Sunday 30th August 2015 - True Religion

James 1:17-27


Over the last decade we have heard over and over again people describing themselves as “spiritual” but not “religious”. I’m never quite sure what this means but I think it has something to do with acknowledging a god or a higher power or something “other” but making it clear they do not go to church or are a member of a religious organisation. 
This is quite a shift from the decades prior when people, especially Australians, would rarely admit to such metaphysical possibilities. It seems the church has lost its appeal, maybe even its integrity or moral authority but people still want to admit to something beyond themselves. 
What does it mean to be “religious”? Is it following a set of teachings, agreeing to a set of doctrines, following a particular person, living a certain way? All of these? Something more? If someone says, “I am a Moslem” we have a rough idea what they mean. They follow the teachings of Mohammed as written in the Quoran and try to live the 5 Pillars of Islam: Believing there is only 1 God and Mohammed is his Prophet, Praying 5 times a day, observing the Ramadan Fast, Paying the Zakat (giving 2 ½% of your income to charity, visiting Mecca at least once in your life if you are able. If someone says, “I am a Buddhist”, we have a rough idea what they believe. They following the teachings of the Buddah, who was not a god, but the great teacher of enlightenment. Through meditation and pure living they have respect for all life and ultimately they wish to achieve perfect enlightenment which is found in the great cosmos. If someone says, “I am a Jew”, it is more complicated. One can be a Jew by nationality only – a “non-religious Jew”; one can be a Jew by religion but not by nationality – the convert; one can be both. The religious Jew follows the teachings of the Scriptures which we have as the Old Testament. They are waiting the coming of the Messiah, the Anointed One who will again establish the reign of God upon the Earth. If someone says, “I am a Christian” it should mean they not only follow the teachings of Jesus of Nazareth but have asked for the forgiveness of their sins through his death and resurrection and thus become a Child of God. However, since the Emperor Constantine became a Christian in 312 AD he made Christianity the “official” religion of the Empire and since then we have this murky situation of western countries thinking they are “Christian” and so people born therein thinking they are “automatically” Christian. For example, in England, The Church of England is the State Religion so anyone born in England is automatically deemed to be a member of the C of E unless they join some other denomination or religion. This is also why you see Bishops as members of the House of Lords. In our reading today James says something quite different.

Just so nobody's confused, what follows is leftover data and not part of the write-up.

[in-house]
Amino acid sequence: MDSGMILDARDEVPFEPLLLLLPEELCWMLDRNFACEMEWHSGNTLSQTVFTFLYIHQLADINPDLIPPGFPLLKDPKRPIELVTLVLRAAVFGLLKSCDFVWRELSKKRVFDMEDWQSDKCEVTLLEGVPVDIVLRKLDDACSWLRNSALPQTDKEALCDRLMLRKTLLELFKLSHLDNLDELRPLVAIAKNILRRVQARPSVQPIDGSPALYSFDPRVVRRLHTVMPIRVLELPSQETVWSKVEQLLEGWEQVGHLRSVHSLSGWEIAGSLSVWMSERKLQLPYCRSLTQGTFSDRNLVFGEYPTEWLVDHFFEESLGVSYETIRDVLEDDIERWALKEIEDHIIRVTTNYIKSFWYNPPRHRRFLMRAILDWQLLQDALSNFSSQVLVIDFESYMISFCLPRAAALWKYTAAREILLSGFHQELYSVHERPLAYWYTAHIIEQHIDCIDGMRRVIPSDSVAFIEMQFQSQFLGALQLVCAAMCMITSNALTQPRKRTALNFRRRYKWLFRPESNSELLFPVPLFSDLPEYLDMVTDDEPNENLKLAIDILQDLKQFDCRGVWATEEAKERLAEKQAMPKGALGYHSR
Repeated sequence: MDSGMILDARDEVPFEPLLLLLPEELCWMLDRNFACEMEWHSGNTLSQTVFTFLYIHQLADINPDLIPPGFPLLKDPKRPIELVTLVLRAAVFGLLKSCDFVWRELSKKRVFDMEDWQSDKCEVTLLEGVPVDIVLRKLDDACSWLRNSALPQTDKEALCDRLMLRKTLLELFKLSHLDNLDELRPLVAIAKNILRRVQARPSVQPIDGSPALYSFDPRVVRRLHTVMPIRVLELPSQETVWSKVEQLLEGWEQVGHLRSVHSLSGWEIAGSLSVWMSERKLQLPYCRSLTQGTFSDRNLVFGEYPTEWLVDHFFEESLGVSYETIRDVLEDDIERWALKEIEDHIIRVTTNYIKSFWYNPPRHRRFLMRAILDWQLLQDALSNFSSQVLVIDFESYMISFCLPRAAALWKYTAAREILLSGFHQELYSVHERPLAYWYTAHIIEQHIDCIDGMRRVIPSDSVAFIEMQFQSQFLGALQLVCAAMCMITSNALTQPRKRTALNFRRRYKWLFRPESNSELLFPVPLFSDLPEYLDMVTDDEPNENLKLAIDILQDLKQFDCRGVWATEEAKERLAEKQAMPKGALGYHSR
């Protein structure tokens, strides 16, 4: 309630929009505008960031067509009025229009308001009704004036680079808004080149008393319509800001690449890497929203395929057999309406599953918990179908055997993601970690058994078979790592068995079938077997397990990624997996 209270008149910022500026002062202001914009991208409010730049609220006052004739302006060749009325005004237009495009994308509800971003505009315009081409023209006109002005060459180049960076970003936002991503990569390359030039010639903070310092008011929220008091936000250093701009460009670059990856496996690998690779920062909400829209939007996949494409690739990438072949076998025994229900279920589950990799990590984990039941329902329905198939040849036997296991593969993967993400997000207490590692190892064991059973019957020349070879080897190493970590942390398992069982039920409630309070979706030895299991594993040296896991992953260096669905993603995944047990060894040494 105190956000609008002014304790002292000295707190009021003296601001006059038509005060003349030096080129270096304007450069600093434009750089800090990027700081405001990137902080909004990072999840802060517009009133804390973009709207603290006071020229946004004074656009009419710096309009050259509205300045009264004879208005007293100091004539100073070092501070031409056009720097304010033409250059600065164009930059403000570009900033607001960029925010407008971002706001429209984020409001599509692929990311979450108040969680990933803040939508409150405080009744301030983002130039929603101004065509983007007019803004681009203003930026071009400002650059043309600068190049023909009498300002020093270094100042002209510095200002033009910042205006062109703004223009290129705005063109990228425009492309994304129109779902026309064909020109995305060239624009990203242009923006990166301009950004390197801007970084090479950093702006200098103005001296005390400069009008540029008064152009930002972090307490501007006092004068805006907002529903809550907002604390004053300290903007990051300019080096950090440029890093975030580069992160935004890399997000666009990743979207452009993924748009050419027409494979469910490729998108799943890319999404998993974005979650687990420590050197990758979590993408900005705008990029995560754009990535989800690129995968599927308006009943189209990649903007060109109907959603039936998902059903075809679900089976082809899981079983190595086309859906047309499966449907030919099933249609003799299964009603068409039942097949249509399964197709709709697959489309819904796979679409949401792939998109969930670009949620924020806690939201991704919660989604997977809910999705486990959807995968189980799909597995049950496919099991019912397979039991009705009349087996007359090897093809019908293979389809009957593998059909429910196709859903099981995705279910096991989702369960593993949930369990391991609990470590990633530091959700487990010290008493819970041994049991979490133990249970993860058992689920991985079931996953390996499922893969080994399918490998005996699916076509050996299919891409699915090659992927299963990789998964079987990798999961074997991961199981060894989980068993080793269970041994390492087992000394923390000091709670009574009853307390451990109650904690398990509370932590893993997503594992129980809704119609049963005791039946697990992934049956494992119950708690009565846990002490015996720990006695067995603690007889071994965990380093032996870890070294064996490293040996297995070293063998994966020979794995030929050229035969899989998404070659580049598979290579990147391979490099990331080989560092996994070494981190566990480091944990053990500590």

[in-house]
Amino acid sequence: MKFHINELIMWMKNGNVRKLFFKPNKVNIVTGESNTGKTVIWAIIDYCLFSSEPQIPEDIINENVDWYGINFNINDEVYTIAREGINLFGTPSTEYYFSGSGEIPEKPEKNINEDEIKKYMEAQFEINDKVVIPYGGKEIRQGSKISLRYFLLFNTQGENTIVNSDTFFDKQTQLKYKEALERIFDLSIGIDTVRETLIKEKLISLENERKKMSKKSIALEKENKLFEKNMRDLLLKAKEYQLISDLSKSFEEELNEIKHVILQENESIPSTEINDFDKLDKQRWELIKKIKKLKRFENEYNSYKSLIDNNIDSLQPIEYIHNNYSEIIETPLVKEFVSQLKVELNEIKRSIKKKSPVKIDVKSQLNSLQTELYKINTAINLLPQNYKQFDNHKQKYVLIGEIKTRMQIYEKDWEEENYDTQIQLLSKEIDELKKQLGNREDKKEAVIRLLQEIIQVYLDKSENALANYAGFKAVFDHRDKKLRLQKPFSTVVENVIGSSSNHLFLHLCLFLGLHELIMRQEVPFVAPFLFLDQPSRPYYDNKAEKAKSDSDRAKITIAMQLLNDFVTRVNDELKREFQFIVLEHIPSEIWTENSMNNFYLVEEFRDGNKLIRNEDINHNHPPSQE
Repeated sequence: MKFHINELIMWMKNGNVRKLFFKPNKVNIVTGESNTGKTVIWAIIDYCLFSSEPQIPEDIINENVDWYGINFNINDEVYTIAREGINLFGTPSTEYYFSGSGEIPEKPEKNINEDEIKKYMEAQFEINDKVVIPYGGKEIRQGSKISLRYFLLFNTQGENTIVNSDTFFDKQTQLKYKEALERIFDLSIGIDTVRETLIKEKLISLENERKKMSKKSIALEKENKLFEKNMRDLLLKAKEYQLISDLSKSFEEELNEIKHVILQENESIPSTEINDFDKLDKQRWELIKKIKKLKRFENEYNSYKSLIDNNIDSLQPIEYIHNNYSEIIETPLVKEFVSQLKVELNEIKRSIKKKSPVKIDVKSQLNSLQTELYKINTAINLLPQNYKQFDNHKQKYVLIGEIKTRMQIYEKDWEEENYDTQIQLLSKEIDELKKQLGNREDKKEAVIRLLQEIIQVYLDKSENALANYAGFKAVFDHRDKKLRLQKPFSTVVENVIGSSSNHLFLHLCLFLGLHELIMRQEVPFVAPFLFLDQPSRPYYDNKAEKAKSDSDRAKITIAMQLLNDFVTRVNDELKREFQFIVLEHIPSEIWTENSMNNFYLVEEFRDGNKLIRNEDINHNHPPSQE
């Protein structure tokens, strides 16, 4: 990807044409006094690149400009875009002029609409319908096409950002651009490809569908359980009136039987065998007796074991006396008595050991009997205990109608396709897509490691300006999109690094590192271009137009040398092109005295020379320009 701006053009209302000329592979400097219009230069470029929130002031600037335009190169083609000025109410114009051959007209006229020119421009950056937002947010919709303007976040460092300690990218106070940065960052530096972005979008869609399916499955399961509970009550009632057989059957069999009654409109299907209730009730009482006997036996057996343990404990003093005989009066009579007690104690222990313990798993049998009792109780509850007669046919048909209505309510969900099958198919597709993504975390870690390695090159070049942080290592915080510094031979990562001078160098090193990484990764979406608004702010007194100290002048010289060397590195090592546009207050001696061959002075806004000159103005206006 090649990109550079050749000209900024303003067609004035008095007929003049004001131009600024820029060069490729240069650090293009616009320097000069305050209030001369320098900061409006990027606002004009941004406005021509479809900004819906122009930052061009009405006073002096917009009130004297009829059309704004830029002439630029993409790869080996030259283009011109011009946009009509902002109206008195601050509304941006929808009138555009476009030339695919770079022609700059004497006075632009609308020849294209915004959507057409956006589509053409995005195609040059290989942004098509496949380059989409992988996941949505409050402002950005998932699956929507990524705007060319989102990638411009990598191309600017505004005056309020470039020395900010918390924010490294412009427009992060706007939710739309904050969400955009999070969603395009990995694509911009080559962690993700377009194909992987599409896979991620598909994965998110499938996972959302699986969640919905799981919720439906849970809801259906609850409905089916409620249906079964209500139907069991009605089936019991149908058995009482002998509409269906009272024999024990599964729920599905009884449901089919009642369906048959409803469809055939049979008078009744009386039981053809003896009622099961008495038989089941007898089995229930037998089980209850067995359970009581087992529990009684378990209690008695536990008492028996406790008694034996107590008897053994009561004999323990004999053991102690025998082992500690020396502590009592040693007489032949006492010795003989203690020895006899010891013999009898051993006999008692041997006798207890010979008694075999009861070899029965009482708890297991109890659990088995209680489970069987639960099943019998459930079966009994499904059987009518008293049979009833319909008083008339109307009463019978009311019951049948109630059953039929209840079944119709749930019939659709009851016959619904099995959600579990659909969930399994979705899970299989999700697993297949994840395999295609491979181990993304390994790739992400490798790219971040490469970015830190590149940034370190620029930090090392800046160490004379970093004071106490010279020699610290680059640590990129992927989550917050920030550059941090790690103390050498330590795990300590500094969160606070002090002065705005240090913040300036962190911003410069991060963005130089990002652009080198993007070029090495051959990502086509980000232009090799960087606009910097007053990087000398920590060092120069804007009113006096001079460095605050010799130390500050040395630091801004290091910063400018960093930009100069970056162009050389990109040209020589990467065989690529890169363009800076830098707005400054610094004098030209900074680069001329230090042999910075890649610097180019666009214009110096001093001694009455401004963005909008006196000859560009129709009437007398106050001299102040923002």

He outlines 3 steps in order to live as a Christian. James is writing to Christians who are fleeing persecution and also those choosing to stay in Jerusalem attempting to survive.

Step 1  Clean Up Your Act (verses 19-21)